18 Fair Empl.prac.cas. 1335,19 Fair Empl.prac.cas. 413,18 Empl. Prac. Dec. P 8765,19 Empl. Prac. Dec. P 9183john E. Cleverly, Appellant-cross-appellee, v. Western Electric Company, Appellee-cross-appellant, 594 F.2d 638 (8th Cir. 1979)Annotate this Case
Ronald C. Finke, Burns & Humphrey, Independence, Mo., for John E. Cleverly; William F. Burns, Independence, Mo., on brief.
Howard F. Sachs, Kansas City, Mo., for Western Elec. Co.; Jack L. Whitacre of Spencer, Fane, Britt & Browne, Kansas City, Mo., on brief.
Before HEANEY and McMILLIAN, Circuit Judges, and SMITH, Senior District Judge.*
This is an appeal from a judgment entered by the District Court, which is reported as Cleverly v. Western Elec. Co., Inc., 450 F. Supp. 507 (W.D. Mo. 1978). John E. Cleverly, who had been employed by Western Electric as an engineer, brought this action against the Company, claiming that he was unlawfully discharged because of his age in violation of the Age Discrimination in Employment Act of 1967 (ADEA), 29 U.S.C. §§ 621 Et seq. He sought reinstatement, lost wages, liquidated damages, and attorney's fees.
The District Court properly found, as a preliminary matter, that Cleverly was entitled to a trial by jury as to the issues of lost wages (actual damages) and liquidated (partially punitive) damages. Id. at 508. See Lorillard v. Pons, 434 U.S. 575, 98 S. Ct. 866, 55 L. Ed. 2d 40 (1978). The jury found that Cleverly had been a victim of age discrimination, and awarded him $14,769.74 in actual damages, which represented lost wages from the date of his discharge in February, 1974 until the time of trial in September, 1976. The jury found for Western Electric on the issue of liquidated damages. Western Electric filed post-trial motions for judgment in accordance with its motion for a directed verdict, or alternatively, for a new trial. These motions were denied by the District Court. Cleverly v. Western Electric Co., Inc., supra at 509-511.
The equitable issues in the case, including Cleverly's request for reinstatement and lost pension benefits,1 were tried to the court. The equitable issues were submitted on the record made in the jury trial and in a supplemental nonjury evidentiary hearing held on February 2, 1977. On April 14, 1978, the District Court entered its final judgment in the case. In addition to denying Western Electric's motions for judgment notwithstanding the verdict or for a new trial, as recited above, the District Court held that "(t)he same grounds * * * that support the finding of a submissible case of wrongful discharge are adopted as the basis for the equitable finding that (Cleverly's) age was a factor in his discharge in violation of the ADEA, and that (Cleverly) has suffered damages irreparable at law as a result of his wrongful discharge." The court then held that since the work force of Western Electric had been continually reduced for permissible business reasons "from the date of (Cleverly's) discharge to the present," he was not entitled to present reinstatement. The court did award Cleverly retroactive reinstatement from the date of his discharge until "at least August 1, 1975, when his pension rights would have vested." The court also awarded Cleverly attorney's fees in the amount of $9,603.00. Id. at 511-512.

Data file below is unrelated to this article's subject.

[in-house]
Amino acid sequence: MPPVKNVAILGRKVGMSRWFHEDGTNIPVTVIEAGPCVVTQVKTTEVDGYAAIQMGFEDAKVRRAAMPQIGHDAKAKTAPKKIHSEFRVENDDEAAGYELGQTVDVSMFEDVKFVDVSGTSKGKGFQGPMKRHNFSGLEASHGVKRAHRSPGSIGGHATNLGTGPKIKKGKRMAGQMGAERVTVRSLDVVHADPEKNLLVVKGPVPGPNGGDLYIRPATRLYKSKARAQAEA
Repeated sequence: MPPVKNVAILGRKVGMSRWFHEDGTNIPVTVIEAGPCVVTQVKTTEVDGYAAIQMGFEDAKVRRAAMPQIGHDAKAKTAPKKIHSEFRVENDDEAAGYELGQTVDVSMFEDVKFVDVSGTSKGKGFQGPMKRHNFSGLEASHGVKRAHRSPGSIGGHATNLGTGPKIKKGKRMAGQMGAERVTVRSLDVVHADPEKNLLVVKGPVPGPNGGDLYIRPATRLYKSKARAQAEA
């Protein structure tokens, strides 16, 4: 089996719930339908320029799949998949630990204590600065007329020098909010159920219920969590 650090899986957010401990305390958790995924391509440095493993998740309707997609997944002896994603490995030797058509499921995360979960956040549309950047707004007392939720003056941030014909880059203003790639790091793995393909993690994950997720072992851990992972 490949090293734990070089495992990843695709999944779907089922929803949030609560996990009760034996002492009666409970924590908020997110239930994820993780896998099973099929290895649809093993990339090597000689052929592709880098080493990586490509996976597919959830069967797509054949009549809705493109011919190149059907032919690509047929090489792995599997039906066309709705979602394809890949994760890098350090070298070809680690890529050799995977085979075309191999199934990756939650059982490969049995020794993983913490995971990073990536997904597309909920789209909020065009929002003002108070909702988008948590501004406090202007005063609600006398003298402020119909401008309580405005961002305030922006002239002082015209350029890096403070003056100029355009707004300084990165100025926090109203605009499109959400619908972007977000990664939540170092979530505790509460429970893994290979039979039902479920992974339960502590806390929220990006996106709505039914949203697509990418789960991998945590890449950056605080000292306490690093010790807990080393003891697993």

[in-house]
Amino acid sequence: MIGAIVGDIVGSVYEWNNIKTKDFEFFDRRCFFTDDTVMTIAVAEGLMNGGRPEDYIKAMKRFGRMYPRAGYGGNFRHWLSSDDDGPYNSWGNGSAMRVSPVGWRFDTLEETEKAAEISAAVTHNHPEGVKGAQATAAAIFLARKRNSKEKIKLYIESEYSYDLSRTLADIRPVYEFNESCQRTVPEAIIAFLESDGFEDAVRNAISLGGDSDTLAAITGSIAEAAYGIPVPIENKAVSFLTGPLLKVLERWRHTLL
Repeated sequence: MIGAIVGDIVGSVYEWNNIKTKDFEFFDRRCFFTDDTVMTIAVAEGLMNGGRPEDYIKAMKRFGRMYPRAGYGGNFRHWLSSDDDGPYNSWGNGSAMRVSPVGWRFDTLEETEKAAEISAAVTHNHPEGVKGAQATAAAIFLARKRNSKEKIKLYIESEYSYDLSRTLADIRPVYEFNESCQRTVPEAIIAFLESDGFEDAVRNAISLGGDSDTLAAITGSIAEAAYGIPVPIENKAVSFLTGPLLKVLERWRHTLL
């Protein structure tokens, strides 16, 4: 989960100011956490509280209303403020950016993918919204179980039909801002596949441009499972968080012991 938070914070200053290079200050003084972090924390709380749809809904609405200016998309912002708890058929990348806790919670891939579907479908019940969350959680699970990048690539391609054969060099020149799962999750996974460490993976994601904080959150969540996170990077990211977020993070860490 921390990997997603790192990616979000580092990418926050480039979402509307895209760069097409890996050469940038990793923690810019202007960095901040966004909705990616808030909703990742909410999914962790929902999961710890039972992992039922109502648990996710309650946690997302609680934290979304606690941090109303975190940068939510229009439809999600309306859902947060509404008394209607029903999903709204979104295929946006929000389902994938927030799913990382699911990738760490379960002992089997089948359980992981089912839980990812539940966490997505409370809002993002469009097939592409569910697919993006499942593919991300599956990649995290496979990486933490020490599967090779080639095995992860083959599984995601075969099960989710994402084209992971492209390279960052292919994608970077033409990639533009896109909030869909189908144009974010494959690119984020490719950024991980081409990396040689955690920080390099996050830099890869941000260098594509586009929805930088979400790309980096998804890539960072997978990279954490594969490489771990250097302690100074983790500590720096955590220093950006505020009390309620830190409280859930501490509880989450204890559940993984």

On appeal, Western Electric contends that no submissible case of age discrimination was made; that the jury's award for actual damages was excessive in that it awarded Cleverly lost wages for a period beyond the time during which, under the District Court's analysis, he was entitled to reinstatement; and that the attorney's fees awarded to Cleverly were excessive. Cleverly cross-appeals, contending that the District Court erred in denying him present reinstatement. We affirm the District Court's judgment in all respects.
We have carefully reviewed the record before us and conclude that there was sufficient evidence to support the jury's verdict. In passing upon a motion for judgment notwithstanding the verdict, the standard to be applied by the District Court and by this Court is the same. In either case, the evidence must be considered in the light most favorable to the plaintiff, as the party prevailing with the jury. All conflicts in the evidence must be resolved in a manner which favors the jury's verdict, and all facts which the plaintiff's evidence tends to prove must be assumed to have been proven. The plaintiff must be given the benefit of all favorable inferences which may reasonably be drawn from the facts proved, and the motion must be denied if, reviewing the evidence in this light, reasonable men could differ as to the conclusions to be drawn from it. Farner v. Paccar, Inc., 562 F.2d 518, 522 (8th Cir. 1977); Polk v. Ford Motor Co., 529 F.2d 259, 267 (8th Cir.) (en banc), Cert. denied, 426 U.S. 907, 96 S. Ct. 2229, 48 L. Ed. 2d 832 (1976). Since such motions deprive the plaintiff of a determination of the facts by a jury, they should be sparingly granted. Farner v. Paccar, supra at 522; Jeanes v. Milner, 428 F.2d 598, 601 (8th Cir. 1970).